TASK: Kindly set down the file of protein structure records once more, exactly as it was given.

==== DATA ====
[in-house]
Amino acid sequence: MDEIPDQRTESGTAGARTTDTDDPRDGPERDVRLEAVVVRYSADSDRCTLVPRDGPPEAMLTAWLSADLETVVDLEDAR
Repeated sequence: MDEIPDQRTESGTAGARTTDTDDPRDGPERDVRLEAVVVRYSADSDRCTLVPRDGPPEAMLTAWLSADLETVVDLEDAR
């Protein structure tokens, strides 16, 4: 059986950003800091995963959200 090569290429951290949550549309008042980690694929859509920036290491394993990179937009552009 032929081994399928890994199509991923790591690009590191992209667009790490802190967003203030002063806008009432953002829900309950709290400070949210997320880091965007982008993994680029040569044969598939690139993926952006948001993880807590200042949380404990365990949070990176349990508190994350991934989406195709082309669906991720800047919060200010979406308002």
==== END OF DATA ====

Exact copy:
[in-house]
Amino acid sequence: MDEIPDQRTESGTAGARTTDTDDPRDGPERDVRLEAVVVRYSADSDRCTLVPRDGPPEAMLTAWLSADLETVVDLEDAR
Repeated sequence: MDEIPDQRTESGTAGARTTDTDDPRDGPERDVRLEAVVVRYSADSDRCTLVPRDGPPEAMLTAWLSADLETVVDLEDAR
């Protein structure tokens, strides 16, 4: 059986950003800091995963959200 090569290429951290949550549309008042980690694929859509920036290491394993990179937009552009 032929081994399928890994199509991923790591690009590191992209667009790490802190967003203030002063806008009432953002829900309950709290400070949210997320880091965007982008993994680029040569044969598939690139993926952006948001993880807590200042949380404990365990949070990176349990508190994350991934989406195709082309669906991720800047919060200010979406308002």